The Real Spiritual Impact of 9/11
Americans don't go to church more often now, but 9/11 was still one of the most important spiritual moments in recent history.
BY: Steven Waldman and the Staff of Beliefnet
One might have expected that after 9/11, rage-filled Americans would have lashed out against Islam, and then gradually adopt a more modulated view as they learned more about the religion. Instead, the opposite has occurred.
Americans started out with a remarkably tolerant view of Islam (considering that a war had just been declared against the country in the name of Allah). An October 2001 ABCNews/Beliefnet poll found that 47% viewed Islam favorably, compared to 39% who viewed it unfavorably.
But that "favorability rating" slipped to 41% in a December 2001 ABCNews/Beliefnet poll and to 38% according to an April poll by the Pew Forum on Religion and Public Life.
Why? The tempered attitude toward Islam in the early months was likely influenced by President Bush, who declared in his first major speech to the nation, "Islam is a peaceful religion." He made a point of being photographed reading the Qur'an and inviting Muslim leaders to the White House.
Even religious conservatives who disagreed with Bush kept quiet initially, in deference to the president. But starting in the beginning of 2002, their irritation become evident. "We don't believe Islam needs validating at the highest level of American government," David Crowe, director of Restore America, a grassroots conservative Christian political organization in Oregon told Beliefnet in December. "A lot of people think Bush has bent way too far over backward to say nice things about Muslims."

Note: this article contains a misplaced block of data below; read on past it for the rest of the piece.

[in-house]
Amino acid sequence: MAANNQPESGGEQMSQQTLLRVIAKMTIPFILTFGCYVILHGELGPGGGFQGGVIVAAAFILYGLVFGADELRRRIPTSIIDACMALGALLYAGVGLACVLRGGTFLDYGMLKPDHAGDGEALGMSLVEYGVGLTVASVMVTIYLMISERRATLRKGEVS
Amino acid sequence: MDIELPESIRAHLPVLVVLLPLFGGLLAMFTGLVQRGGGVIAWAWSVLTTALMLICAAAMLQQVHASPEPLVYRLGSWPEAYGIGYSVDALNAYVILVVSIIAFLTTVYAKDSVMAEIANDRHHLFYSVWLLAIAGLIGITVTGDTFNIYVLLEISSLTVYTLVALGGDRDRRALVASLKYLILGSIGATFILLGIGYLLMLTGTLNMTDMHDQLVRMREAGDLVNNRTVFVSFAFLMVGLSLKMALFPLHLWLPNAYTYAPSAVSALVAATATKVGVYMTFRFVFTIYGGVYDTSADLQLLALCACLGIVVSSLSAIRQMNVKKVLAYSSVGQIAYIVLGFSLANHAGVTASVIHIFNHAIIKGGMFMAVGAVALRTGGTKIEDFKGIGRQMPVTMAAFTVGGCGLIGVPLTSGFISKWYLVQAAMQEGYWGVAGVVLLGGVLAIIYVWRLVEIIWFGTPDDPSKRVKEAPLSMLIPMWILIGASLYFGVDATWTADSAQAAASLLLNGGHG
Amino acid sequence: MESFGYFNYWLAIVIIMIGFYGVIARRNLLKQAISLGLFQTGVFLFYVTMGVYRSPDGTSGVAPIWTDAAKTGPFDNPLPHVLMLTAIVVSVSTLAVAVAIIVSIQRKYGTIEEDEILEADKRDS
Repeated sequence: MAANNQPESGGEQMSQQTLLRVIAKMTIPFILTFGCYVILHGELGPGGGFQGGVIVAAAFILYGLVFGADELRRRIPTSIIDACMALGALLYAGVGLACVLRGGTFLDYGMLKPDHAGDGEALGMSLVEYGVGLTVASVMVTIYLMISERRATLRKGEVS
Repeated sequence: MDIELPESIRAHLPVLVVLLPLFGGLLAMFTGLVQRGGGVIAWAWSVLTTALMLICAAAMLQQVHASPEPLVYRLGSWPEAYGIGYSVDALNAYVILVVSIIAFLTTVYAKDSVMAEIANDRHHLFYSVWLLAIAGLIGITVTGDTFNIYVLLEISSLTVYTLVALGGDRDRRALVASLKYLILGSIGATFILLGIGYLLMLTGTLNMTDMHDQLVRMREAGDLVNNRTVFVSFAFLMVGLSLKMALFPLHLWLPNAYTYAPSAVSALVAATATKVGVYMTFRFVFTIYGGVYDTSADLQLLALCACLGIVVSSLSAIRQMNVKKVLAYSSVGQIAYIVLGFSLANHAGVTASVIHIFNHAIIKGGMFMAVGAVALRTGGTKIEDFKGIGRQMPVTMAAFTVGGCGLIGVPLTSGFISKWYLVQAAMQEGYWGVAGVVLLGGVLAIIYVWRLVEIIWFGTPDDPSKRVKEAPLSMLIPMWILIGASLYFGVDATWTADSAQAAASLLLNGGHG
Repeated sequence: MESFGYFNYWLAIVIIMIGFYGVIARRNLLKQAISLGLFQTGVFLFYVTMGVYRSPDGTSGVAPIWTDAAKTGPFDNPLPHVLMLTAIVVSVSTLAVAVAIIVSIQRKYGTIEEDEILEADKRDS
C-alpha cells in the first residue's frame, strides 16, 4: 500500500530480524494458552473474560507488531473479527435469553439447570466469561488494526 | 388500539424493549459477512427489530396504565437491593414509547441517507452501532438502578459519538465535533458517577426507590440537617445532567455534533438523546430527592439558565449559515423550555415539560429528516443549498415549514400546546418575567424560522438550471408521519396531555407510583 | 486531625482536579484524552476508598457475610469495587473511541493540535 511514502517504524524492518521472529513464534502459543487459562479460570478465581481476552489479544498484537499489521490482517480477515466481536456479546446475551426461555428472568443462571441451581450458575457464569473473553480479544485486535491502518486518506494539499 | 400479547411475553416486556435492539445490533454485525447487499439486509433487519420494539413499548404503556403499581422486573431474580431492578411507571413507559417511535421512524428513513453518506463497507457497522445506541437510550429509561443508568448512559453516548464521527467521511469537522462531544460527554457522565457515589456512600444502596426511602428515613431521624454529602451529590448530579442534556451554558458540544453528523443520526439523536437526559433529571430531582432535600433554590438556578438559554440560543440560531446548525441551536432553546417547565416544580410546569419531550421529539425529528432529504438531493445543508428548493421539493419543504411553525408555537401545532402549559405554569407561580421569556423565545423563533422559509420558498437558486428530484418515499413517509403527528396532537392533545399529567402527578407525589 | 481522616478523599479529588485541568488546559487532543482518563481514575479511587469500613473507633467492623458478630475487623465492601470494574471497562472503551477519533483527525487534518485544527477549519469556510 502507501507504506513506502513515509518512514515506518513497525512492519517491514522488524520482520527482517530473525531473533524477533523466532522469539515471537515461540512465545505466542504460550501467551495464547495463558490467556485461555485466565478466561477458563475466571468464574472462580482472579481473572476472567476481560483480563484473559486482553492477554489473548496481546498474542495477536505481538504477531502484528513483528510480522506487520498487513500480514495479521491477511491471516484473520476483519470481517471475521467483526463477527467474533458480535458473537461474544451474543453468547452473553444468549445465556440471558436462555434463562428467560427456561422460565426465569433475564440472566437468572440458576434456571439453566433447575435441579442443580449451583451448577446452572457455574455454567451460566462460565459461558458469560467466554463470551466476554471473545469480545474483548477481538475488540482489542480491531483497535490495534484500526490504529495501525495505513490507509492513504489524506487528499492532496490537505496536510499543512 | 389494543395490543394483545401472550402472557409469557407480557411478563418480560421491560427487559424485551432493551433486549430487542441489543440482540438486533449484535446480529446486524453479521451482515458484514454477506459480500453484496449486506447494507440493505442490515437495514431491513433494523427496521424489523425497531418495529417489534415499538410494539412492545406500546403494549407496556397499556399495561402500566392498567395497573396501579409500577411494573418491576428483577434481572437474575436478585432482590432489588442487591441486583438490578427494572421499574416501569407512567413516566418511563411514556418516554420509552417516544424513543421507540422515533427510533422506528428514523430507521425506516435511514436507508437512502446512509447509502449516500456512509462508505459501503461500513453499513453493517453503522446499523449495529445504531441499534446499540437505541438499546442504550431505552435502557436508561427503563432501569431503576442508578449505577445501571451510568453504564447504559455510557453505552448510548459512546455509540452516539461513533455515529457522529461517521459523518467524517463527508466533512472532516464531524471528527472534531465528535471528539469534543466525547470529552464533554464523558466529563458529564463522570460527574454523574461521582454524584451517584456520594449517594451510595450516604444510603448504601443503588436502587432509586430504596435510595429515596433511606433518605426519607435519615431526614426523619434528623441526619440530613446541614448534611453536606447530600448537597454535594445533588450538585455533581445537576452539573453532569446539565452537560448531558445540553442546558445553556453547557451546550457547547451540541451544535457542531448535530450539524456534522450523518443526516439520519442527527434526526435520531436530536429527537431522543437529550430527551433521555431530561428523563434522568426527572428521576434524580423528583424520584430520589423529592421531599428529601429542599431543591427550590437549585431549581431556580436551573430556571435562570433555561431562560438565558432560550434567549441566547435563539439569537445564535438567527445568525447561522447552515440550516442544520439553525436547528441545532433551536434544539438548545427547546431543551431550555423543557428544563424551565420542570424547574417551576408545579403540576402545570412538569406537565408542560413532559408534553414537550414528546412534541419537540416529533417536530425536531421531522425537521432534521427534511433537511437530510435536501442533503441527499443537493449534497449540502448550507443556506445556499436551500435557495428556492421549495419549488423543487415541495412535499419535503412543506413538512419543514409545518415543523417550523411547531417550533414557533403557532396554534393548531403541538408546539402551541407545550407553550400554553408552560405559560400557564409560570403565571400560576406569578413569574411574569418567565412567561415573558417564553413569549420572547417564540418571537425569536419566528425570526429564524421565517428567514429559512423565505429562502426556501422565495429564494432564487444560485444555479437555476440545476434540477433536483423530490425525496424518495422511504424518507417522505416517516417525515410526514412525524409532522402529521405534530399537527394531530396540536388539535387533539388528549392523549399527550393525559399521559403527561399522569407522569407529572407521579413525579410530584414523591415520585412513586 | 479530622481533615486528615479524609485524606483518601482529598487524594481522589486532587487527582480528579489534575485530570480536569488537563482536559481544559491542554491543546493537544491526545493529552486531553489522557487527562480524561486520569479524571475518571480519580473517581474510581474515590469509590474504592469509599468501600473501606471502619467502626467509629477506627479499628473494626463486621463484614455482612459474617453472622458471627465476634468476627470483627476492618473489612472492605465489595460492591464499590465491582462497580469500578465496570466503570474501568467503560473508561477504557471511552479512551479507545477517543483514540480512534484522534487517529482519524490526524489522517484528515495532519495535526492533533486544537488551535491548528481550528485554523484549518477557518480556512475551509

Then Franklin Graham, son of Billy Graham, described Islam as a "wicked, violent" religion--and the floodgates broke open. A steady parade of conservative Christians followed. Criticizing Islam itself - as opposed to "Islamic fundamentalists" or terrorists - went from being taboo to acceptable to downright popular in conservative circles, including influential secular figures like William Bennett, Gary Bauer, and Anne Coulter. Significantly, President Bush has apparently decided not to counter this overwhelming criticism against Islam.
At the same time, it should be said, the defenders of Islam probably way overstated their case by repeatedly asserting that Islam is a "religion of peace." Clearly, the Qur'an, like the Bible, includes passages that can be used to justify violence. Many Islam defenders, failing to acknowledge that initially, may have lost credibility.
Evangelicals Got a Dramatic New Cause
One sector of Americans--conservative evangelical Christians--views the attack in starkly different terms than the rest of the country. Pat Robertson and Jerry Falwell were mocked when they blamed the attack son America's misdeeds but they were expressing a sentiment with some broad appeal.
Evangelicals are also more likely to view this as a sign of the apocalypse or end times. As Beliefnet member Dicks77 put it: "I admit, as I saw Manhatten in flames from across the river in NJ, the scripture came immediately to mind: Revelation 18:9 - 'When the kings of the earth who committed adultery with her and shared her luxury see the smoke of her burning, they will weep and mourn over her. Terrified at her torment, they will stand far off and cry: 'Woe! Woe, O great city, O Babylon, city of power! In one hour your doom has come!'' Makes you think, at least."